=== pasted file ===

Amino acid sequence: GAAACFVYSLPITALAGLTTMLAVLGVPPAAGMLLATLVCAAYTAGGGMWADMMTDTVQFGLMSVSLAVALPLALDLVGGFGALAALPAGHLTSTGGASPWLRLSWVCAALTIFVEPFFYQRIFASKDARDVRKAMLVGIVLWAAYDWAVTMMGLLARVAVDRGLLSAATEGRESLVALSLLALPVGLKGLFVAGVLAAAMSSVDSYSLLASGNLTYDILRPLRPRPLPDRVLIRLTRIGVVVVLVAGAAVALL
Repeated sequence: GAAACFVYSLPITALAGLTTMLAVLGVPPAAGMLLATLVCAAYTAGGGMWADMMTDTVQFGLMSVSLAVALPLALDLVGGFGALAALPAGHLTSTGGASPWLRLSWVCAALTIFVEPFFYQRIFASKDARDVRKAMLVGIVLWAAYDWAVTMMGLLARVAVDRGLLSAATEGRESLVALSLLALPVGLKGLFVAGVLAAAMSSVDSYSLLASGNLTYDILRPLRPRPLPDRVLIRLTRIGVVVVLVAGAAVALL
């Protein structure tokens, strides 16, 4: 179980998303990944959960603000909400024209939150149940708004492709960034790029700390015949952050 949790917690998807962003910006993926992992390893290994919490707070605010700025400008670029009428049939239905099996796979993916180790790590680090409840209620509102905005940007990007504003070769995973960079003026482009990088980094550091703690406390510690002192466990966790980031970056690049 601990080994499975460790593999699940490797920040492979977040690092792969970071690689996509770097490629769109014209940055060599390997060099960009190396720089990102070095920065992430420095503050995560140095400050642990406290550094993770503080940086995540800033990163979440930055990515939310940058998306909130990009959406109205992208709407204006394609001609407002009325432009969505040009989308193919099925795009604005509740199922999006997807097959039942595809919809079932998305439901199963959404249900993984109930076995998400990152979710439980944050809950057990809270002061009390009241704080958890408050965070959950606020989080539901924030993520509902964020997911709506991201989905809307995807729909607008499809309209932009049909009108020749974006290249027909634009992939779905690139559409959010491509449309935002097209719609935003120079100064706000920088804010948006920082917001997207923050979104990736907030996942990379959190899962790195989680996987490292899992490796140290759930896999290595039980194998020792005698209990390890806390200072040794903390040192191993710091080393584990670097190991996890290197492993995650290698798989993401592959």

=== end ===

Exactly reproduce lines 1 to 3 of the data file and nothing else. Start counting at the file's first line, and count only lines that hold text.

Amino acid sequence: GAAACFVYSLPITALAGLTTMLAVLGVPPAAGMLLATLVCAAYTAGGGMWADMMTDTVQFGLMSVSLAVALPLALDLVGGFGALAALPAGHLTSTGGASPWLRLSWVCAALTIFVEPFFYQRIFASKDARDVRKAMLVGIVLWAAYDWAVTMMGLLARVAVDRGLLSAATEGRESLVALSLLALPVGLKGLFVAGVLAAAMSSVDSYSLLASGNLTYDILRPLRPRPLPDRVLIRLTRIGVVVVLVAGAAVALL
Repeated sequence: GAAACFVYSLPITALAGLTTMLAVLGVPPAAGMLLATLVCAAYTAGGGMWADMMTDTVQFGLMSVSLAVALPLALDLVGGFGALAALPAGHLTSTGGASPWLRLSWVCAALTIFVEPFFYQRIFASKDARDVRKAMLVGIVLWAAYDWAVTMMGLLARVAVDRGLLSAATEGRESLVALSLLALPVGLKGLFVAGVLAAAMSSVDSYSLLASGNLTYDILRPLRPRPLPDRVLIRLTRIGVVVVLVAGAAVALL
């Protein structure tokens, strides 16, 4: 179980998303990944959960603000909400024209939150149940708004492709960034790029700390015949952050 949790917690998807962003910006993926992992390893290994919490707070605010700025400008670029009428049939239905099996796979993916180790790590680090409840209620509102905005940007990007504003070769995973960079003026482009990088980094550091703690406390510690002192466990966790980031970056690049 601990080994499975460790593999699940490797920040492979977040690092792969970071690689996509770097490629769109014209940055060599390997060099960009190396720089990102070095920065992430420095503050995560140095400050642990406290550094993770503080940086995540800033990163979440930055990515939310940058998306909130990009959406109205992208709407204006394609001609407002009325432009969505040009989308193919099925795009604005509740199922999006997807097959039942595809919809079932998305439901199963959404249900993984109930076995998400990152979710439980944050809950057990809270002061009390009241704080958890408050965070959950606020989080539901924030993520509902964020997911709506991201989905809307995807729909607008499809309209932009049909009108020749974006290249027909634009992939779905690139559409959010491509449309935002097209719609935003120079100064706000920088804010948006920082917001997207923050979104990736907030996942990379959190899962790195989680996987490292899992490796140290759930896999290595039980194998020792005698209990390890806390200072040794903390040192191993710091080393584990670097190991996890290197492993995650290698798989993401592959």